ISSN (Print) - 0012-9976 | ISSN (Online) - 2349-8846

Articles by Nivedita MenonSubscribe to Nivedita Menon

Citizenship and the Passive Revolution

Modernity as has been argued, is a set of processes that can follow different sequences in different societies and at different historical conjunctures. In India unlike in the west, the two processes of modernity and democracy emerged almost simultaneously. This paper explores the dilemmas created by the 'different sequentiality' by focusing on one revealing moment - the 1951 Act that first amended the Constitution, interpreted here as a landmark in the story of modernity in India. While the amendment was seen to limit individual rights it reflected primarily the imperatives of the modernising project envisaged by India's anti-imperialist elite that included the creation of a bourgeois democracy, the capitalist transformation of the economy and the establishment of social justice.

Refusing Globalisation and the Authentic Nation

In India, the globalisation debate offers only one of two positions - an uncritical celebration of a homogenised globe or an equally celebratory reassertion of the nation as a bulwark against global capital. The challenge for feminist politics is the working out of a different space for a radical politics of culture, one that is differentiated from both right and left wing articulations of cultural and economic nationalism, as well as from the libertarian and celebratory responses to globalisation from the consuming elites.

Surviving Gujarat 2002

Thousands of people have been coming to Gujarat in the last few months motivated by the need to 'do something' - to mourn, to document and to do whatever they can to redress the injustice perpetrated on one community in the name of another. It is this documentation at all levels that has brought home the composite horror of Gujarat 2002.

Elusive 'Woman': Feminism and Women's Reservation Bill

It is becoming increasingly clear that the questions thrown up by the timing of the Women's Reservation Bill and the responses to it cannot be understood solely within the framework of women's rights. This paper argues that two very different (even opposed) sets of concerns - feminist and upper caste - have tied in at this particular conjuncture to produce the sudden general acceptability of women's reservations. Further, the debates around the Bill reveal a more fundamental set of questions about the issues of citizenship, representation, and the subject of feminist politics.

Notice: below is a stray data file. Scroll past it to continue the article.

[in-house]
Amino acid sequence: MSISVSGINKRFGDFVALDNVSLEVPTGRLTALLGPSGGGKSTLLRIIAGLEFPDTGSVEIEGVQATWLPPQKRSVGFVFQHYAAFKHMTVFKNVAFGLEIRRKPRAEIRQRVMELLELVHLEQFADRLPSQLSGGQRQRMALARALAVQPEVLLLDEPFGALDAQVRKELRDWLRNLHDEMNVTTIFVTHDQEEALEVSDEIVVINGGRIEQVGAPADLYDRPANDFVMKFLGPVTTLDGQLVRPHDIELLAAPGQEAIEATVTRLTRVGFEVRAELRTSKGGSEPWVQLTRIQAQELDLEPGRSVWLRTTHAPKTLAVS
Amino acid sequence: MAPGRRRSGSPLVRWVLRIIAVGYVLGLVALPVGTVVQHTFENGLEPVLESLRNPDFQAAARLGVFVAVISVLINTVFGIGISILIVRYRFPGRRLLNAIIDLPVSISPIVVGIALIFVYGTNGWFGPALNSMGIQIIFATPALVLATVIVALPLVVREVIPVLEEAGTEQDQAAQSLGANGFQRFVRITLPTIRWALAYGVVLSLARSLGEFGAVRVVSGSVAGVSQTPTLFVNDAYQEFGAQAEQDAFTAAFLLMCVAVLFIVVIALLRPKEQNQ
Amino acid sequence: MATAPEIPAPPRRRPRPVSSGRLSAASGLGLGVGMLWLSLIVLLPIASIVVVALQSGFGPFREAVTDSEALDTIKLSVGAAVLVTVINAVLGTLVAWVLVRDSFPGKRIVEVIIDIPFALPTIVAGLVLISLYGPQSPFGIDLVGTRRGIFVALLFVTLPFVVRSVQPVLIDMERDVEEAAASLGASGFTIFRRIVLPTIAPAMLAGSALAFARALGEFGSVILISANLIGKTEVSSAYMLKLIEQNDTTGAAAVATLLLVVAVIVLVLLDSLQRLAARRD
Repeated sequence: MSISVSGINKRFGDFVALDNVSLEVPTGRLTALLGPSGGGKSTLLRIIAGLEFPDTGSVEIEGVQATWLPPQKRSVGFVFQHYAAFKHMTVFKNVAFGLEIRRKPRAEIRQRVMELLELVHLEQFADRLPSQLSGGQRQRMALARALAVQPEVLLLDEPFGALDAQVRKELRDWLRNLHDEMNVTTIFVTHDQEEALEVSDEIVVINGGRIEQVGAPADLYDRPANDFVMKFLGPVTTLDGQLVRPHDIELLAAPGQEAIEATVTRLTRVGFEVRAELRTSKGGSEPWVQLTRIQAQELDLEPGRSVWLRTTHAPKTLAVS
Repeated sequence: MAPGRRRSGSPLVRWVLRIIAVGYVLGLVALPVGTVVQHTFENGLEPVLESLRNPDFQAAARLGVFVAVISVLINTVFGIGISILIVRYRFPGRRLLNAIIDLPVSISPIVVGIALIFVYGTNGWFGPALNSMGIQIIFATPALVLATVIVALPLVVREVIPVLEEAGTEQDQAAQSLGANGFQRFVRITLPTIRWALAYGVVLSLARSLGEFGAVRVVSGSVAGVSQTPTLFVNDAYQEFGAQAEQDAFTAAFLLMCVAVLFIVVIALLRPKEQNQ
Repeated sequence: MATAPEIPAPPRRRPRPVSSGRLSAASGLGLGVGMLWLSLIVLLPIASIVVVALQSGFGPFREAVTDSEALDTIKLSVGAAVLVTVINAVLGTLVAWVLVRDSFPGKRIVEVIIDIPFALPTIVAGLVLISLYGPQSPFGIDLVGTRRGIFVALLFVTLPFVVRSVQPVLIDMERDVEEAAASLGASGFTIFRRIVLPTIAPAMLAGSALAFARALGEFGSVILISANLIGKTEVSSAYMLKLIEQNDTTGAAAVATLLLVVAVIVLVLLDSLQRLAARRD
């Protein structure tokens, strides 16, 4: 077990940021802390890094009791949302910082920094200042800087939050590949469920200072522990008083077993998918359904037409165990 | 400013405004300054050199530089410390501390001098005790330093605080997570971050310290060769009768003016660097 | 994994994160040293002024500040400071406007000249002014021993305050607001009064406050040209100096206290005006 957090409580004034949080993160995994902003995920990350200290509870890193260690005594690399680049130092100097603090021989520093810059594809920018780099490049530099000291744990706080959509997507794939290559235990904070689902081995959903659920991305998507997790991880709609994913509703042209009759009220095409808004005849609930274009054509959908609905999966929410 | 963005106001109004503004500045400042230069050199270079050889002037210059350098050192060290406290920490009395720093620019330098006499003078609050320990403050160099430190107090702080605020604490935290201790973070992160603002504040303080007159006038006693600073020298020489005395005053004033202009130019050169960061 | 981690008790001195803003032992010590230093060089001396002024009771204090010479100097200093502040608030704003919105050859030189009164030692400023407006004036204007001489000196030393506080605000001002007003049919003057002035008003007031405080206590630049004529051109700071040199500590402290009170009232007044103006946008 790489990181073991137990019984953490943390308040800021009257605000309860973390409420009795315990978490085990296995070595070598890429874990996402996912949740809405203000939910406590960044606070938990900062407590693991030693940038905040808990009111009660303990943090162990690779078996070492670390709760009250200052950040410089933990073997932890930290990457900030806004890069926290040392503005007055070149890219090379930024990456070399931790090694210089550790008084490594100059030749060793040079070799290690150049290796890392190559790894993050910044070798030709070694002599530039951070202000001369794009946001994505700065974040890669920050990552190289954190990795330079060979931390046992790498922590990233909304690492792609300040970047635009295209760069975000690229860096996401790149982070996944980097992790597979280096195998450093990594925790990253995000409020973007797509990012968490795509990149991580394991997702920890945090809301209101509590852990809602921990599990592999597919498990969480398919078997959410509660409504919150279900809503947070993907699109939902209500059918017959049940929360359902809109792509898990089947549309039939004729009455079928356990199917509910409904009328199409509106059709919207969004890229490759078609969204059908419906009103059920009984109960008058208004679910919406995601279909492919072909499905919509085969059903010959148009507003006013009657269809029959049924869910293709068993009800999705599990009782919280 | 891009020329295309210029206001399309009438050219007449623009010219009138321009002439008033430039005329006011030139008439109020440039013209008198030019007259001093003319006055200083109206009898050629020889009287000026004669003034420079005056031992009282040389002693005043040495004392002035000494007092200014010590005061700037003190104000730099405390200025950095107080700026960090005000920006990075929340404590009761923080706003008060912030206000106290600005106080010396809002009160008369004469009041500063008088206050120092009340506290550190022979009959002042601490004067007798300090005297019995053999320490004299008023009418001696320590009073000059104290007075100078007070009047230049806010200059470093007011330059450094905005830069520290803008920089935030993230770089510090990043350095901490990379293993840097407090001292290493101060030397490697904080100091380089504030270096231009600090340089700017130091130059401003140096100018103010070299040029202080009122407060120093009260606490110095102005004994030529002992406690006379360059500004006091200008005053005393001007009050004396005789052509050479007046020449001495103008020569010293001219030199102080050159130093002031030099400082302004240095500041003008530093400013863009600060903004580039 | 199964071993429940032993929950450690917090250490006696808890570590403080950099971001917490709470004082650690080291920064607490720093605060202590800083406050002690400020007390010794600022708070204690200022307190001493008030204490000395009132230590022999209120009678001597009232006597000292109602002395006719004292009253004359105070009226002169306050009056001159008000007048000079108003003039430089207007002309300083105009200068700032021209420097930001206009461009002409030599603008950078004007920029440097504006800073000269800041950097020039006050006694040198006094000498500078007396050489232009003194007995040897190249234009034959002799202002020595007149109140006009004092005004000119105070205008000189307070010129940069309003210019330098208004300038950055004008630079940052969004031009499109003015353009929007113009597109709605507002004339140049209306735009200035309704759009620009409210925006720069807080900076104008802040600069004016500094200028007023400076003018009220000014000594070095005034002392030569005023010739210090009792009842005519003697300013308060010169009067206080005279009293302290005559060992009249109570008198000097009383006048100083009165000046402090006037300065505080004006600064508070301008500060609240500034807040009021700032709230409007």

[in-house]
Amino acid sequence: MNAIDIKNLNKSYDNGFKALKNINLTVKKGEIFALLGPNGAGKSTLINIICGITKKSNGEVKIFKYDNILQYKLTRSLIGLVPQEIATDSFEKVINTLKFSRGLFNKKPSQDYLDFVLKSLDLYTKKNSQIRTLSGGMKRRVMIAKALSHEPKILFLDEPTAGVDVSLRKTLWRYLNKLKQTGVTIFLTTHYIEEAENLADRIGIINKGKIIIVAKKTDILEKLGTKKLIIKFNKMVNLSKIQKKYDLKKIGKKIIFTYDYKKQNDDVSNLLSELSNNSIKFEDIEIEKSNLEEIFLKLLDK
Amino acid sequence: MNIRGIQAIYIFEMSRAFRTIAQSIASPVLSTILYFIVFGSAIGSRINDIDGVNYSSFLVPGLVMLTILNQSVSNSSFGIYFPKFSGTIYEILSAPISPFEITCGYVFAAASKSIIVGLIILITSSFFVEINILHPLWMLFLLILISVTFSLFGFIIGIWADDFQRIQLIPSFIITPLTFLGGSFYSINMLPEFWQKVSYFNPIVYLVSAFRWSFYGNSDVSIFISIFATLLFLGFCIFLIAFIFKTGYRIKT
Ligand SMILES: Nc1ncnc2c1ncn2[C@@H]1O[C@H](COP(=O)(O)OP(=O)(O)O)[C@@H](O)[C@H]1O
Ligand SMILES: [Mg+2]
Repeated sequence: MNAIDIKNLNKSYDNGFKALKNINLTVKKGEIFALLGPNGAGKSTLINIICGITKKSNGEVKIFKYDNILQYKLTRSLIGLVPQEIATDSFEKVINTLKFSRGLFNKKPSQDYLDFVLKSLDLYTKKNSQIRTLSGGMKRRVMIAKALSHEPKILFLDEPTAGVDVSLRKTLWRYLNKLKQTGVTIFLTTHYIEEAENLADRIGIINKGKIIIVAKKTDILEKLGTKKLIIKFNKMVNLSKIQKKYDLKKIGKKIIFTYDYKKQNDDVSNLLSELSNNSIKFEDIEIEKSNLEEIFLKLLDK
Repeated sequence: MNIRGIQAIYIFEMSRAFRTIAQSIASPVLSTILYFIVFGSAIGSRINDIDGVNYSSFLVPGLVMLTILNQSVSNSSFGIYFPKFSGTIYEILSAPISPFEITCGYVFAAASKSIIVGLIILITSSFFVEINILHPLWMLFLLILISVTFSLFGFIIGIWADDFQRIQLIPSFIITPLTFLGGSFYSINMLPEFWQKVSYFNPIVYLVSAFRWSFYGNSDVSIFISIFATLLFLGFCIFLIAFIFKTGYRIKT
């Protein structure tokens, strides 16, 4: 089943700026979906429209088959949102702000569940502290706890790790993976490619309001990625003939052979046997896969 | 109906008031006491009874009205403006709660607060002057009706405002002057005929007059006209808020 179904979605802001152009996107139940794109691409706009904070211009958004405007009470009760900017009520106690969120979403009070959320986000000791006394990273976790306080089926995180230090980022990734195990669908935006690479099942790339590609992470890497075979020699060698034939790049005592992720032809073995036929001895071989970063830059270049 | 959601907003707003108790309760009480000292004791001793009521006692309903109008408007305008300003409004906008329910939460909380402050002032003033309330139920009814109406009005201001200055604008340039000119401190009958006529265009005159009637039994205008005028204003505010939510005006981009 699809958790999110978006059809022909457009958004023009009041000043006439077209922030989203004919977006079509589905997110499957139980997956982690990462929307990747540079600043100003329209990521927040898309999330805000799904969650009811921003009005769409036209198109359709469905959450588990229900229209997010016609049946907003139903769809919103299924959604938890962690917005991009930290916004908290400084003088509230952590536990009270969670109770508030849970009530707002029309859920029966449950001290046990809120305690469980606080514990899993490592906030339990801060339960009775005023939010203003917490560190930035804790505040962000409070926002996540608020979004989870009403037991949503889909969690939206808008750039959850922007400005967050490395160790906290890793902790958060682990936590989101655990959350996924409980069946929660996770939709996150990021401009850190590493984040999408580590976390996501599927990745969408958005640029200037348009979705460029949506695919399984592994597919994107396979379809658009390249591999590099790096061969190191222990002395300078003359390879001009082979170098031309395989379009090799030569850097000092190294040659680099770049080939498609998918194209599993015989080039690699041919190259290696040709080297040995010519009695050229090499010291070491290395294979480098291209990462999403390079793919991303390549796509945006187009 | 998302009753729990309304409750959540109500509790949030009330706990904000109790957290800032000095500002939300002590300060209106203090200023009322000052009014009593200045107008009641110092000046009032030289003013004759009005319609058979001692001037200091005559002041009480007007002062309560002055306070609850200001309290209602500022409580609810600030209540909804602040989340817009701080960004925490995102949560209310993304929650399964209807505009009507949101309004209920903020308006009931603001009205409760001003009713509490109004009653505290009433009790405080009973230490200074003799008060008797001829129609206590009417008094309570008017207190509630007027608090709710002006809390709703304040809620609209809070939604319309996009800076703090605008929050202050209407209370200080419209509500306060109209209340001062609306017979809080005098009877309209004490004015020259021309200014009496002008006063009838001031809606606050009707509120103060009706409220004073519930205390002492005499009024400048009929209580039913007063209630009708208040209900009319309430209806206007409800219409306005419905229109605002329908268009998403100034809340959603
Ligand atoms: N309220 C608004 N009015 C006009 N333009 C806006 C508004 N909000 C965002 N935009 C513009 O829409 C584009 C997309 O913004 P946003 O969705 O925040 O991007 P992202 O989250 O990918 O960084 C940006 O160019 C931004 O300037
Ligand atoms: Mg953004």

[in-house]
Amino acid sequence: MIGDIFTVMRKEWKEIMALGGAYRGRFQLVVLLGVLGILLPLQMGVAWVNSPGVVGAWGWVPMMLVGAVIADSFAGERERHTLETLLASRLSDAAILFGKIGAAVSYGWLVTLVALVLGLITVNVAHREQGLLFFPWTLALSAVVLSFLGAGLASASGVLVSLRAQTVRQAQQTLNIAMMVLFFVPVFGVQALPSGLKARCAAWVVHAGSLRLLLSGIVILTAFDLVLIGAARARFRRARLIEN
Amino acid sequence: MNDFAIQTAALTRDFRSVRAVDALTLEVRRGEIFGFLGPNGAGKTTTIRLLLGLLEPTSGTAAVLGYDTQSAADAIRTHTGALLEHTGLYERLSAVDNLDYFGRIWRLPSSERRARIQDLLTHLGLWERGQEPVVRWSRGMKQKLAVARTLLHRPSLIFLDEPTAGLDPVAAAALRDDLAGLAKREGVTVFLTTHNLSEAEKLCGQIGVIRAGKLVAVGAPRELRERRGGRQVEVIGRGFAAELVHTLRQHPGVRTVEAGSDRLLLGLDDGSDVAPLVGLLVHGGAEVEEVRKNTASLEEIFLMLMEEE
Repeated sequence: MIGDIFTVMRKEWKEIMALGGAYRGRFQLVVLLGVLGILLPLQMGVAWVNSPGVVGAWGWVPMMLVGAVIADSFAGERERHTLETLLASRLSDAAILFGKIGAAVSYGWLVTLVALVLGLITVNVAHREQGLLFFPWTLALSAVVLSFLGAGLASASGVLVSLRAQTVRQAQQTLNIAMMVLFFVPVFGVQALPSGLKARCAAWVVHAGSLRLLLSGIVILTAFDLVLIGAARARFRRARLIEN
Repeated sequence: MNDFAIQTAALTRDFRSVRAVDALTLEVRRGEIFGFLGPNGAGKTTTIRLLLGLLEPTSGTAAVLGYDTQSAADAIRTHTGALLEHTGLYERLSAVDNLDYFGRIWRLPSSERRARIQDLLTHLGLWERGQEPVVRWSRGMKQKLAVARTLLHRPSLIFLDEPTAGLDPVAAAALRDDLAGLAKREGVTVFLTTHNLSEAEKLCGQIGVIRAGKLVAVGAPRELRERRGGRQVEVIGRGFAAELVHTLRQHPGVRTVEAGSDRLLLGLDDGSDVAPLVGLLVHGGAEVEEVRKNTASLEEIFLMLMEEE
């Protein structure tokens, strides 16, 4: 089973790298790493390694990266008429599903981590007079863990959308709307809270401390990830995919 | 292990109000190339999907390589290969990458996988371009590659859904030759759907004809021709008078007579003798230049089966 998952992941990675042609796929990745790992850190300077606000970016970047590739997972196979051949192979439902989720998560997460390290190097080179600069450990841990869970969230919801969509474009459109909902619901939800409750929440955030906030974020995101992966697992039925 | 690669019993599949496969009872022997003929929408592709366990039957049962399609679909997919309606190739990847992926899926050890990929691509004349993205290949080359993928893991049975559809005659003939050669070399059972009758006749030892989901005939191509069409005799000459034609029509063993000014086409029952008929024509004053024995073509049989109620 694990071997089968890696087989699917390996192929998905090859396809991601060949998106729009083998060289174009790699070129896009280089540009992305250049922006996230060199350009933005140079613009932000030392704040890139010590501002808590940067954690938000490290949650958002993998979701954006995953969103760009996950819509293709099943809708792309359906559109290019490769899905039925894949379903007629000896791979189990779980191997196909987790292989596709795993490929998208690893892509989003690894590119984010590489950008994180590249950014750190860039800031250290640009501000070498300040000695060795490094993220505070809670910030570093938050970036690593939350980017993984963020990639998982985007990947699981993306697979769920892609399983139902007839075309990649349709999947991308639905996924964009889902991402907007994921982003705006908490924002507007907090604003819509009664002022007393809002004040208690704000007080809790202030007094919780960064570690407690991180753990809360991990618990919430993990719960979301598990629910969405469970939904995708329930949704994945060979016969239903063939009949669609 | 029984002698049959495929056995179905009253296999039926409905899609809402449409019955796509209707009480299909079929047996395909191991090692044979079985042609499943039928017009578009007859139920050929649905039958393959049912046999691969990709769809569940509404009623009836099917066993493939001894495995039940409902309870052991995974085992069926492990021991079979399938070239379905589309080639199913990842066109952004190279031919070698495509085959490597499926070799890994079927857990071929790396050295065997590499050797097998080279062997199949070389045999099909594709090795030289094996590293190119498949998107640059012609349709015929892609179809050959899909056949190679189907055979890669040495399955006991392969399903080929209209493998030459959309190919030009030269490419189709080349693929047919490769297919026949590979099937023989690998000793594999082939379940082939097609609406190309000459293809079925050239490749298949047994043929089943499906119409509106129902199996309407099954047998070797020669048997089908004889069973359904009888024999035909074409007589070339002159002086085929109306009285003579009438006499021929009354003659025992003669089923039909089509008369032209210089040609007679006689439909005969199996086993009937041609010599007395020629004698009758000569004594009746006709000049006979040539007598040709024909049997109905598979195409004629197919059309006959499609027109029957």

Modern Discourse of Human Rights

Nivedita Menon Changing Concepts of Rights and Justice in South Asia edited by Michael Anderson and Sumit Guha; Oxford University Press, Delhi, 1998; pp 288, Rs 495 (hardcover).

The 'War in Europe'

In the dichotomised world of contemporary politics it is often overlooked that opposition to the fanatic and brutal nationalism of Milosevic must not be allowed to mean support for NATO's cynical use of the banner of 'human rights' in order to cover up its strategic interests.

State Gender Community-Citizenship in Contemporary India

Citizenship in Contemporary India THIS paper engages with some of the debates taking place globally around notions of citizenship, using as the point of entry a particular configuration of state, community and gender in India. The interconnections among these three terms could help to make sense of diverse strands of Indian politics depending on the key concept which is used to animate them. However, the political conjuncture at this moment is such that the concept which invariably acts as the master key is that of 'secularism' and its introduction into the discussion immediately maps the three terms on to the terrain of the Uniform Civil Code (UCC). In other words, through the lens of secularism, the issue is delimited to that of the 'secular' Indian state's policy towards 'religious' communities. Gender is the invisible value in this configuration, the 'supplement' in the double sense suggested by Derrida that which appears to be merely an addition, an optional extra; but also, that which supplements, or fulfils a lack [Derrida

Orientalism and After

Orientalism and After Nivedita Menon AIJAZ AHMED begins his critique of Edward Said [EPW, July 25] by recognising Said's 'beleaguered location in the midst of imperial America'. However, as he goes on to say, 'Suppression of criticism... is not the best way of expressing solidarity' [PE

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